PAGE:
It was a nice day a few days back – nice sunny day, with moderate temperatures. I got up early and after spending some time reading my favorite articles, made my way to office. In office, I realized I hadn’t much work lying ahead; so sat down wondering how to account for my day.
Suddenly the phone on my desk rang – tring! tring!
"Hi, this is Suhas. How can I help you?"
"I… I lost my disk…!"
"My disk crashed. It had my database…"
"You mean the database files?"
"Yes. I had two disks, one had the mdf file and the other had the ldf."
"And, you lost both?"
"No, just one…"
"Ok, so which one did you loose?"
"The one that had the mdf."
"Oh boy! Do you have a backup of the database."
"I do, but it’s over 6 months old… Please help me get my data back. You know, I will get fired if I loose the data…"
That’s how the conversation started that day. Needless to say, this is one of the situations you would not like to see yourselves in. However, in PSS, we do come across situations like this, when going back to the last backup is not an option, and we have to recover as much data as possible. However, as I have already mentioned in my first blog on Database Corruption, Microsoft Product Support Services (PSS) does not guarantee that if you call in with a database corruption issue, PSS would recover all your data. All support that PSS provides in corruption cases is on "best efforts basis", meaning that PSS will provide commercially reasonable efforts to recover your database or data off your corrupted database using documented and undocumented commands and procedures. However, 100% data recovery is not guaranteed.
In this case, however, we were able to recover the database back. There were multiple points of failure; however, luck was on our side. Here is what we did:
First thing that we did is:
RESTORE HEADERONLY FROM DISK = ‘Full path to the backup set’
We were basically looking for 2 options, the Recovery Model and the Backup Type.
Had the Recovery Model been "Simple" or "Bulk-Logged", the story would have ended there itself. Moreover, at this point, we are still not sure if the Database Recovery Model had been changed; we were trying our luck. Had it been changed, that would have been the end of the story as well. Also, the Backup Type was "Full", so, we were good to go with this backup.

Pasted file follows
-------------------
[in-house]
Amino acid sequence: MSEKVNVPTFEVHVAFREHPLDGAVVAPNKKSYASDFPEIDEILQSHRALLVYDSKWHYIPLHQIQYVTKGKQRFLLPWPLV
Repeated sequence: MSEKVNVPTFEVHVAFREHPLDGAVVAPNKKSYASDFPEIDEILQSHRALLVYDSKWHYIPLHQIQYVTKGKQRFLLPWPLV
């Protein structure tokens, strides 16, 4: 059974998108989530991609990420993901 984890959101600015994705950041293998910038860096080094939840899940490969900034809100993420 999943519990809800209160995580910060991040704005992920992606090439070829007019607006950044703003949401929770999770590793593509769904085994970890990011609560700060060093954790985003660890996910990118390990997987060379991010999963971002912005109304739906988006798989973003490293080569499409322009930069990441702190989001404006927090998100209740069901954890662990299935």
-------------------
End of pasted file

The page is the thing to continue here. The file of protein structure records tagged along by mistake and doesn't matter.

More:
We now stopped the SQL Server instance and renamed the existing log file (the LDF file). We had actually planned to drop this database, and we did not want the LDF file to get deleted.
Now, we started the SQL Server and dropped the database. Drop completed successfully, leaving behind the LDF file.
At this point, we created a new database, and pointed the LDF file of the new database to the location where the old LDF file existed. This was to save us the task of copying the old LDF file over to the new location; the old LDF file was about 300 GB in size.
We now stopped the SQL Server, and replaced the LDF file of the newly created database by the old LDF file.
We started the SQL Server, and, as expected, the database was in Suspect Mode.
We now, issued the following command:
BACKUP LOG DatabaseName
TO DISK = ‘Full path to TRN Backup file’
This command completed successfully and we had a Tail Backup of the Log File. I would like to mention here, that we had a point-of-failure here. Had the Recovery Model of the database been changed after the Full Backup, this command would have failed.
Now, we were all set to restore the database. So, we proceeded with restoring the Full Backup. We issued the command:
RESTORE DATABASE NewDatabaseName
FROM DISK = Full path to the FULL Backup’
MOVE ‘Data File Name’ TO ‘Full path to MDF File location’,
MOVE ‘Log File Name’ TO ‘Full path to LDF File location’,
The Full Backup was restored and the database was in Recovering Mode.
Next step was to restore the Log Backup. We issued the command:
RESTORE LOG DatabaseName
FROM DISK = ‘Full path to LDF File location’
The backup restored successfully, and the database was back up online!!
Here, again, we had a point of failure. If the Full Backup that we had restored not been the Last Full Backup; meaning, had there been another Full Backup after the backup set we had restored, the restoration of the Tail Log Backup would have failed!
However, we WERE lucky!!!
Disclaimer: All information provided here is my personal opinion and is neither verified nor approved by Microsoft before it is published. All information, and code samples, if any, is provided "AS IS" with no warranties and confers no rights.